- Why wash your hands?
- How do we get germs on our hands?
- Which infections can you catch from unclean hands?
- When should I wash my hands?
- How to wash your hands
- How to apply hand sanitiser
Hand hygiene is one of the most important steps to protect yourself and others from illnesses caused by germs (such as bacteria and viruses) that enter our bodies through our eyes, nose or mouth.
Potentially harmful germs are everywhere. If you get these germs on your hands and then touch your face, they can enter your body through your eyes, nose or mouth and could make you ill.
Properly cleaning your hands before you touch your face, especially before you eat, can prevent you from catching these infections and/or passing them to other people.
When a person coughs, sneezes or vomits they can release germs into the air that land both on them, and on the surfaces around them, for example tables, shop counters, door handles, telephones etc. If this person also touches their eyes, nose or mouth, germs will transfer onto their hands and if they don’t then wash their hands, the germs will be transferred onto surfaces that they touch.
We get germs on our hands either from touching surfaces that have germs on, or touching other people who have these germs on their skin/clothing or on their personal items.
Vomiting and Diarrhoeal illnesses
Human and animal faeces (poo) is an important source of germs which can be easily transferred onto food and drinks if unclean hands are not washed before the cooking or preparation process.
Coughs, Colds and flu
Germs which cause respiratory diseases such as flu, the common cold, or COVID-19 can easily be transmitted from person to person by touching commonly used surfaces which have become contaminated from an infected person coughing or sneezing nearby.
Hand washing should be carried out when:
- your hands are visibly dirty
- it should be performed (even if not visibly dirty) before:
- preparing food
- eating food and drinking
- touching your eyes, nose or mouth
- treating a cut or a wound
- caring for someone who is unwell
Hand washing should also be carried out after:
- using the toilet; changing a nappy or cleaning up bodily fluids
- spending time in public areas where you may have touched frequently used items such as door handles, shopping baskets, hand rails or using public transport
- blowing your nose, sneezing or coughing
- adjusting or removing a face covering
- touching food or raw meat
- touching household waste/rubbish
- touching an animal, pet food or treats or animal waste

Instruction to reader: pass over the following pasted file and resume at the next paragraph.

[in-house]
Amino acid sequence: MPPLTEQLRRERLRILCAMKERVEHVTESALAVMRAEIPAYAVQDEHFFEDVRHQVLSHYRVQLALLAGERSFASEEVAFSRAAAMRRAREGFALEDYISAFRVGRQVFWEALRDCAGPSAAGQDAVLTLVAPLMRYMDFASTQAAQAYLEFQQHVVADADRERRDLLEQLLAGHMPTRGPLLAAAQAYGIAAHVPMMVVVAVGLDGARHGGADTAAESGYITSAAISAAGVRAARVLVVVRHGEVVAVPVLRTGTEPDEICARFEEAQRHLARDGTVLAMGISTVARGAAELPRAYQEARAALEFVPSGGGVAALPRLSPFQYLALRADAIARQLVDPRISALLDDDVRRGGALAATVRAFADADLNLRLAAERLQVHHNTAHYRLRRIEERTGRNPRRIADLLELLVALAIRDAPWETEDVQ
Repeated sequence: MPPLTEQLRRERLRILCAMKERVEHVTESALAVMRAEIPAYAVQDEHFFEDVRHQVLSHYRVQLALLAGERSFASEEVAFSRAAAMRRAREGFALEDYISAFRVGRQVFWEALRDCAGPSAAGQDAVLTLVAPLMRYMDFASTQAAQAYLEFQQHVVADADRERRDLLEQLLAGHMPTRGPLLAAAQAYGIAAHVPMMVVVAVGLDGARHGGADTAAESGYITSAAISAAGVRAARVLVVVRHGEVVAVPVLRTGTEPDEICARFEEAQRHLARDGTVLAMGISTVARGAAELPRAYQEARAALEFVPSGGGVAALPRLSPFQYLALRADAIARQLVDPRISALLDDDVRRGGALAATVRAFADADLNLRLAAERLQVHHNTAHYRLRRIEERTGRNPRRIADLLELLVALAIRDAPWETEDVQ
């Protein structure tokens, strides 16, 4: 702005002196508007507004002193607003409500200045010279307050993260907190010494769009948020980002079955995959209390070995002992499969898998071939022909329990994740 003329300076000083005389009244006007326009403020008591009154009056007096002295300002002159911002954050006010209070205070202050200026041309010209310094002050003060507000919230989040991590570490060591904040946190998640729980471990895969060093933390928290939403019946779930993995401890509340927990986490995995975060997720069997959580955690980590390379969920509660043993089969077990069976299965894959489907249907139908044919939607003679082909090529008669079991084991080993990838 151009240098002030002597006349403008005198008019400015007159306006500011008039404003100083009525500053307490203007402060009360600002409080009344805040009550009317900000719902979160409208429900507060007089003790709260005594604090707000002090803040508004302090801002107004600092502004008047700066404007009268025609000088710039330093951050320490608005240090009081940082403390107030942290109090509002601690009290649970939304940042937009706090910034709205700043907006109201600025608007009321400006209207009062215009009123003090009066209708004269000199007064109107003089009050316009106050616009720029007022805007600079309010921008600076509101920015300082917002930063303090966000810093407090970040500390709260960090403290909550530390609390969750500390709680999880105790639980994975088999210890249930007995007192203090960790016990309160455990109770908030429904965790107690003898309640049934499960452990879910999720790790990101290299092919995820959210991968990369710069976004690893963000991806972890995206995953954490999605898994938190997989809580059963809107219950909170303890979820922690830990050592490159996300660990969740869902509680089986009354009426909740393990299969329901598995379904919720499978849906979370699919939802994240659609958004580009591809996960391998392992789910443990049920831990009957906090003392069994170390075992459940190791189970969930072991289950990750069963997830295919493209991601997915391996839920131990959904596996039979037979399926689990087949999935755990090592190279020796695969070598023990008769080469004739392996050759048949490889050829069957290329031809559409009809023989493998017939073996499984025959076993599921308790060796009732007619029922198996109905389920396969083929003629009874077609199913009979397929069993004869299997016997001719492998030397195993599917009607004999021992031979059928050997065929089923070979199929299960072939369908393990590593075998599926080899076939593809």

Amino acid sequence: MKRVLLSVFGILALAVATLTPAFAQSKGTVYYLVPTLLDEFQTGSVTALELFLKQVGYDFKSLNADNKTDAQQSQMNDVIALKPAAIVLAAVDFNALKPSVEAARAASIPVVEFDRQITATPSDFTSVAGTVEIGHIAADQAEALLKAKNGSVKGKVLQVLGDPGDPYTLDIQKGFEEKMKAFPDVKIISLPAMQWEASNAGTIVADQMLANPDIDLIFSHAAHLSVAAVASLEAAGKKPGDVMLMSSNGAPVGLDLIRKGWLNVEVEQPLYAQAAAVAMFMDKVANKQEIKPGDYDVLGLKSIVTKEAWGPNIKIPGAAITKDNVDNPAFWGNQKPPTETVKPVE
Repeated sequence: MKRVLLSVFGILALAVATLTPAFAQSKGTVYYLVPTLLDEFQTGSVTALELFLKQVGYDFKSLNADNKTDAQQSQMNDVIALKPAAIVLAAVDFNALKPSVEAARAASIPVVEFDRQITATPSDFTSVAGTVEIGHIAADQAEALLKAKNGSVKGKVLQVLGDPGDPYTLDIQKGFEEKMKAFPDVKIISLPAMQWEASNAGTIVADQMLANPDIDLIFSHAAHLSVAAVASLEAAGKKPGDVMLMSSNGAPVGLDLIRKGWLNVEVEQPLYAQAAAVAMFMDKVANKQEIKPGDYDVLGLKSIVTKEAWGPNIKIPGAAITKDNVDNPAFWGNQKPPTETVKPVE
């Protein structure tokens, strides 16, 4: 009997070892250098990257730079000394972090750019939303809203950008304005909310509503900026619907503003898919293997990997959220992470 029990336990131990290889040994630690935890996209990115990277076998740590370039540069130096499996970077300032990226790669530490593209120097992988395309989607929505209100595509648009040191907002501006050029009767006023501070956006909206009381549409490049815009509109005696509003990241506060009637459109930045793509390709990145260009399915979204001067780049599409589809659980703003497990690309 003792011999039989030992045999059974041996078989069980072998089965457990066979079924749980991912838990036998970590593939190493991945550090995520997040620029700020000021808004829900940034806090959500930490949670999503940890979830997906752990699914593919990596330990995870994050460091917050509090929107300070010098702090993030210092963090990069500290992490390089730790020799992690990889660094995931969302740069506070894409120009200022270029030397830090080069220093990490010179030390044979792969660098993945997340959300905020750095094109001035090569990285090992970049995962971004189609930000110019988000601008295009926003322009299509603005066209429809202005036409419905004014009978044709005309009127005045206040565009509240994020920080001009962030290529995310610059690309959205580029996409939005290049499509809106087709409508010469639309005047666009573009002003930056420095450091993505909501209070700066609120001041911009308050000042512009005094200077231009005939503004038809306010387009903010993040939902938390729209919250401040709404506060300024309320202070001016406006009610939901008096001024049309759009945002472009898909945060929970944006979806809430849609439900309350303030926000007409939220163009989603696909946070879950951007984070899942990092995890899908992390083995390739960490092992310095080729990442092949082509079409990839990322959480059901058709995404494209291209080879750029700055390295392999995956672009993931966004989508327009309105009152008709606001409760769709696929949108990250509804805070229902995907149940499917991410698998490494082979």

- caring for an unwell person including handling their personal items
Using soap and water is the most effective way to clean your hands.
Lather the soap in your hands with clean running water (it does not have to be warm) and wash your hands as shown in these videos:
Following the correct handwashing process causes friction which helps to lift dirt, grease and microbes (germs) from your skin and rinses them away.
- It is important not to neglect areas under the nails where a high concentrations of germs can gather.
The entire process of thoroughly washing and drying your hands should take 40-60 seconds.
Alcohol based hand sanitiser
Alcohol based hand sanitiser (or hand rub) is an alcohol-containing preparation (liquid, gel or foam) designed for application to the hands to kill germs. Hand sanitisers containing an alcohol concentration between 60%-95% are more effective at killing germs than those with a lower alcohol concentration or non-alcohol based hand sanitisers.
- In the absence of soap and clean running water, an alcohol-based hand sanitiser can be used effectively on hands which are not visibly dirty.
Alcohol based hand sanitisers do not work well against all types of germs such as norovirus or Cryptosporidium and they may not remove harmful chemicals from your hands.
- If your hands have touched harmful chemicals, they should be washed carefully in soap and water as soon as possible.
Apply hand sanitiser in this order:
- Apply a palmful of the product into a cupped hand, covering all surfaces of your hands.
- Rub your hands together, palm to palm.
- Rub your right palm over the back of your left hand with interlaced fingers; and then repeat with the other hand.
- Rub your hands palm to palm, with interlaced fingers.
- Rub the backs of your fingers on the opposite palm, interlocking the fingers.
- Clasp your right palm and fingers around your left thumb and rub rotationally around the thumb; repeat with the opposite hand.
- Rub fingertips of your right hand backwards and forwards over your left palm; repeat with the other hand.
- Once your hands feel dry, they are safe.
The duration of the entire process of applying hand sanitiser should take 20-30 seconds.